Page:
The effect of a commercially available bacteriophage and bacteriocin on Listeria monocytogenes in coleslaw

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dc.contributor.author Lewis, Rhea
dc.contributor.author Bolocan, Andrei Sorin
dc.contributor.author Draper, Lorraine A.
dc.contributor.author Ross, R. Paul
dc.contributor.author Hill, Colin
dc.date.accessioned 2019-12-04T09:36:05Z
dc.date.available 2019-12-04T09:36:05Z
dc.date.issued 2019-10-23
dc.identifier.citation Lewis, R., Bolocan, A. S., Draper, L. A., Ross, R. P. and Hill, C. (2019) 'The Effect of a Commercially Available Bacteriophage and Bacteriocin on Listeria monocytogenes in Coleslaw', Viruses, 11(11), 977. (12pp.) doi: 10.3390/v11110977 en
dc.identifier.volume 11 en
dc.identifier.issued 11 en
dc.identifier.startpage 1 en
dc.identifier.endpage 12 en
dc.identifier.uri http://hdl.handle.net/10468/9309
dc.identifier.doi 10.3390/v11110977 en
dc.description.abstract Changing consumer attitudes show an increased interest in non-chemical antimicrobials in food preservation and safety. This greater interest of consumers in more ‘natural’ or ‘clean-label’ food interventions is complicated by concurrent demands for minimally processed, ready-to-eat (RTE) foods with long shelf lives. Two viable interventions are bacteriophage (phage) and bacteriocins, a number of which have already been approved for use in food safety. Listeriosis is a serious foodborne infection which affects at-risk members of the population. Listeriosis incidence has increased between 2008 and 2015 and has a case fatality rate of up to 20% with antibiotic intervention. Here, we tested an intervention to attempt to control a pathogenic Listeria monocytogenes strain in a food model using two of these alternative antimicrobials. Phage P100 on its own had a significant effect on L. monocytogenes ScottA numbers in coleslaw over a 10-day period at 4 °C (p ≤ 0.001). A combination of P100 and Nisaplin® (a commercial formulation of the lantibiotic bacteriocin, nisin) had a significant effect on the pathogen (p ≤ 0.001). P100 and Nisaplin® in combination were more effective than Nisaplin® alone, but not P100 alone. en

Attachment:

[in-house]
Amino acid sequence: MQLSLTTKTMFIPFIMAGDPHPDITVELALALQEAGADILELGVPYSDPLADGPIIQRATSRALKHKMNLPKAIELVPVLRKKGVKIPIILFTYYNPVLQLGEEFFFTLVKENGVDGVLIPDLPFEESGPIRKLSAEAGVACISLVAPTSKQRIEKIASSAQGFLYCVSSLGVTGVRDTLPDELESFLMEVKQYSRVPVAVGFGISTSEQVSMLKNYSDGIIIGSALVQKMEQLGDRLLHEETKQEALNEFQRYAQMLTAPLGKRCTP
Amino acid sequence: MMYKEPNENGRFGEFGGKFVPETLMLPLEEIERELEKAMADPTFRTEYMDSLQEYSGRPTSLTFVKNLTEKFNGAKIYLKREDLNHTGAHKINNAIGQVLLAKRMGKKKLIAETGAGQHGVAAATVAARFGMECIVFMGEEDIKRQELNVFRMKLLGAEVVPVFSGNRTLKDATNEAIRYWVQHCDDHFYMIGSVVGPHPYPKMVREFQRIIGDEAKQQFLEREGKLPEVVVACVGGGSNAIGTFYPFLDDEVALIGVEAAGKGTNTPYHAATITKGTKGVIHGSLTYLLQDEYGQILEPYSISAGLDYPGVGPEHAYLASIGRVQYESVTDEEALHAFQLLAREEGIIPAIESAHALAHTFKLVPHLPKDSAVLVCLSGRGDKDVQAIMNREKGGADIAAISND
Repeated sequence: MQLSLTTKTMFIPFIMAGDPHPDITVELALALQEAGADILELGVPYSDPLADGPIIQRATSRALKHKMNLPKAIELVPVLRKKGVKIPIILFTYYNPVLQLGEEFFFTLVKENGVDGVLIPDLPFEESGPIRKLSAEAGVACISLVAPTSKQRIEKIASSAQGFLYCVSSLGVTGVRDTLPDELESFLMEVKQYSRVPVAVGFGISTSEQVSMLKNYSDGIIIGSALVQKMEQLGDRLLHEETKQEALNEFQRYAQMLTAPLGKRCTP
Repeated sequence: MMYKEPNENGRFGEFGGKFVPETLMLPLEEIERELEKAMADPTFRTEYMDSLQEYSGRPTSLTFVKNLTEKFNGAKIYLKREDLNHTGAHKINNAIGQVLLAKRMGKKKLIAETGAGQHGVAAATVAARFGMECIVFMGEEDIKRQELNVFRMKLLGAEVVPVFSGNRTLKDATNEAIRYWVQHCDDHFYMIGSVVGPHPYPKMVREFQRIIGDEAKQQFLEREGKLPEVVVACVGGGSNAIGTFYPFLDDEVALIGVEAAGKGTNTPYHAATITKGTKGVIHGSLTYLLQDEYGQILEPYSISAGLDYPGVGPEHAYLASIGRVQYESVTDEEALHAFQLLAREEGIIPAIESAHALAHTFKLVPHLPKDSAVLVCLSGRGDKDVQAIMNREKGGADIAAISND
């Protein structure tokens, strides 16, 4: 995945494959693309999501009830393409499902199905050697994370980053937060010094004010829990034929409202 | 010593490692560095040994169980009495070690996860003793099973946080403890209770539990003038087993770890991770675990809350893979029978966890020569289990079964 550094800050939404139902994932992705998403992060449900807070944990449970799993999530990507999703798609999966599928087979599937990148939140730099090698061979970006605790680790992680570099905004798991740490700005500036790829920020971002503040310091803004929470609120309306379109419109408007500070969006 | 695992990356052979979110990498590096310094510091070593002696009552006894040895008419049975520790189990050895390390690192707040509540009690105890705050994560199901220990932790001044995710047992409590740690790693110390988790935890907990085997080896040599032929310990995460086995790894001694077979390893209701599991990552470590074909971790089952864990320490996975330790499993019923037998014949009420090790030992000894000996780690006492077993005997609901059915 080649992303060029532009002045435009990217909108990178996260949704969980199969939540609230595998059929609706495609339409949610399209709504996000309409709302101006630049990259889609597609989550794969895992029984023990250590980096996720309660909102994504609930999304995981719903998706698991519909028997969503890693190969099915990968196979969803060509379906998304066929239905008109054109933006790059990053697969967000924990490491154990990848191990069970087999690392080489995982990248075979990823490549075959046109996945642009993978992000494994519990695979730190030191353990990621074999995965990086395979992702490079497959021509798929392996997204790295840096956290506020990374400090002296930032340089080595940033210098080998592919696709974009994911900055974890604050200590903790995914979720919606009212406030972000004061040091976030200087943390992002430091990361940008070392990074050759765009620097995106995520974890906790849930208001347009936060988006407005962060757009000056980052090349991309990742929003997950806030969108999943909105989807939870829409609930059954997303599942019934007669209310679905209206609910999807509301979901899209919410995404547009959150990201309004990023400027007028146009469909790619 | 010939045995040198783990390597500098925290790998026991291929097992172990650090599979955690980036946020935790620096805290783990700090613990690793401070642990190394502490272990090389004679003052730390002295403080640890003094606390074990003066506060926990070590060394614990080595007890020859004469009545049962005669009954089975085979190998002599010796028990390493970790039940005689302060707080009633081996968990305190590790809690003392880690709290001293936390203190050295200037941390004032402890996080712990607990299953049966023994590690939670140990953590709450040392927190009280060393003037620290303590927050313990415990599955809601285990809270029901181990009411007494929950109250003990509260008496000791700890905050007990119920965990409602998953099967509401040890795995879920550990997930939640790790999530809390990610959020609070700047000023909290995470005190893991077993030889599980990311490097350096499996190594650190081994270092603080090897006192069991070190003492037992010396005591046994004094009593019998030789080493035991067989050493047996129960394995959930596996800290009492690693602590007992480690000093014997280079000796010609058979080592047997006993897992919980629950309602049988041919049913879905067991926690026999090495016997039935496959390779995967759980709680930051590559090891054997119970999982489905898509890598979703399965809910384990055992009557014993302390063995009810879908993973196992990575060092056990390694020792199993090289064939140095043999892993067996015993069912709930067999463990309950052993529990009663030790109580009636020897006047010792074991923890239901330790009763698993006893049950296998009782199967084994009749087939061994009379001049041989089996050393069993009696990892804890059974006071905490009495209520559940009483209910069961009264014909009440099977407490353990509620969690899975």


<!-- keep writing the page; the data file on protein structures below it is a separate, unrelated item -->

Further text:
dc.format.mimetype application/pdf en
dc.language.iso en en
dc.publisher MDPI en
dc.rights ©2019 by the authors. Licensee MDPI, Basel, Switzerland. This article is an open access article distributed under the terms and conditions of the Creative Commons Attribution (CC BY) license (http://creativecommons.org/licenses/by/4.0/). en
dc.rights.uri http://creativecommons.org/licenses/by/4.0/ en
dc.subject Phage en
dc.subject Bacteriocin en
dc.subject Listeria monoytogenes en
dc.subject Food safety en
dc.title The effect of a commercially available bacteriophage and bacteriocin on Listeria monocytogenes in coleslaw en
dc.type Article (peer-reviewed) en
dc.internal.authorcontactother Colin Hill;, School of Microbiology and APC Microbiome Ireland, University College Cork, Cork, Ireland. +353-21-490-3000 Email:c.hill@ucc.ie en
dc.internal.availability Full text available en
dc.description.version Published Version en
dc.contributor.funder Science Foundation Ireland en
dc.description.status Peer reviewed en
dc.identifier.journaltitle Viruses en
dc.internal.IRISemailaddress c.hill@ucc.ie en
dc.identifier.articleid 977 en
dc.relation.project info:eu-repo/grantAgreement/SFI/SFI Research Centres/12/RC/2273/IE/Alimentary Pharmabiotic Centre (APC) - Interfacing Food & Medicine/ en
dc.identifier.eissn 1999-4915


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©2019 by the authors. Licensee MDPI, Basel, Switzerland. This article is an open access article distributed under the terms and conditions of the Creative Commons Attribution (CC BY) license (http://creativecommons.org/licenses/by/4.0/). Except where otherwise noted, this item's license is described as ©2019 by the authors. Licensee MDPI, Basel, Switzerland. This article is an open access article distributed under the terms and conditions of the Creative Commons Attribution (CC BY) license (http://creativecommons.org/licenses/by/4.0/).
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